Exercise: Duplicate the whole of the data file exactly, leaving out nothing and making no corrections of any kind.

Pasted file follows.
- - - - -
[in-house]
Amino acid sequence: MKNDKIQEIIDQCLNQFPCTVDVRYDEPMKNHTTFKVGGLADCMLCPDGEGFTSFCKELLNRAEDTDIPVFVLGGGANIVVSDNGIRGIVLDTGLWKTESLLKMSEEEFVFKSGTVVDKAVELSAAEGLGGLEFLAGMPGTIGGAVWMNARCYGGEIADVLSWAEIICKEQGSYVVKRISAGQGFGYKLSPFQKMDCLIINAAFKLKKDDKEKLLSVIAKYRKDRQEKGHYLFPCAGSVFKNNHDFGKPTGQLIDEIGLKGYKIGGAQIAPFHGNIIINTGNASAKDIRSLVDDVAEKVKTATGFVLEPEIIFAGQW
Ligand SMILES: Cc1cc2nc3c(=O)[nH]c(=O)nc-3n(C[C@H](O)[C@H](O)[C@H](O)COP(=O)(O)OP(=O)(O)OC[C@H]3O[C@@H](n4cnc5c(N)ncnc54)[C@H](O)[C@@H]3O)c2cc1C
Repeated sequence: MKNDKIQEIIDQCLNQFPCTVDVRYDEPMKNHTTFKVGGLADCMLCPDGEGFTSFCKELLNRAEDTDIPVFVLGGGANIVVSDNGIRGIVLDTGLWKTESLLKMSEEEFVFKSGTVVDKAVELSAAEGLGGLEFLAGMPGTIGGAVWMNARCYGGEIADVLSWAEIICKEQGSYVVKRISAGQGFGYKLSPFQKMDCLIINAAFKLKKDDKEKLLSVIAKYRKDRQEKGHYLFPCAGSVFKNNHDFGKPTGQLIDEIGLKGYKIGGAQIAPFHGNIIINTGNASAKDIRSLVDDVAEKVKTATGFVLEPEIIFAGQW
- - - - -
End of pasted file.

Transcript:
[in-house]
Amino acid sequence: MKNDKIQEIIDQCLNQFPCTVDVRYDEPMKNHTTFKVGGLADCMLCPDGEGFTSFCKELLNRAEDTDIPVFVLGGGANIVVSDNGIRGIVLDTGLWKTESLLKMSEEEFVFKSGTVVDKAVELSAAEGLGGLEFLAGMPGTIGGAVWMNARCYGGEIADVLSWAEIICKEQGSYVVKRISAGQGFGYKLSPFQKMDCLIINAAFKLKKDDKEKLLSVIAKYRKDRQEKGHYLFPCAGSVFKNNHDFGKPTGQLIDEIGLKGYKIGGAQIAPFHGNIIINTGNASAKDIRSLVDDVAEKVKTATGFVLEPEIIFAGQW
Ligand SMILES: Cc1cc2nc3c(=O)[nH]c(=O)nc-3n(C[C@H](O)[C@H](O)[C@H](O)COP(=O)(O)OP(=O)(O)OC[C@H]3O[C@@H](n4cnc5c(N)ncnc54)[C@H](O)[C@@H]3O)c2cc1C
Repeated sequence: MKNDKIQEIIDQCLNQFPCTVDVRYDEPMKNHTTFKVGGLADCMLCPDGEGFTSFCKELLNRAEDTDIPVFVLGGGANIVVSDNGIRGIVLDTGLWKTESLLKMSEEEFVFKSGTVVDKAVELSAAEGLGGLEFLAGMPGTIGGAVWMNARCYGGEIADVLSWAEIICKEQGSYVVKRISAGQGFGYKLSPFQKMDCLIINAAFKLKKDDKEKLLSVIAKYRKDRQEKGHYLFPCAGSVFKNNHDFGKPTGQLIDEIGLKGYKIGGAQIAPFHGNIIINTGNASAKDIRSLVDDVAEKVKTATGFVLEPEIIFAGQW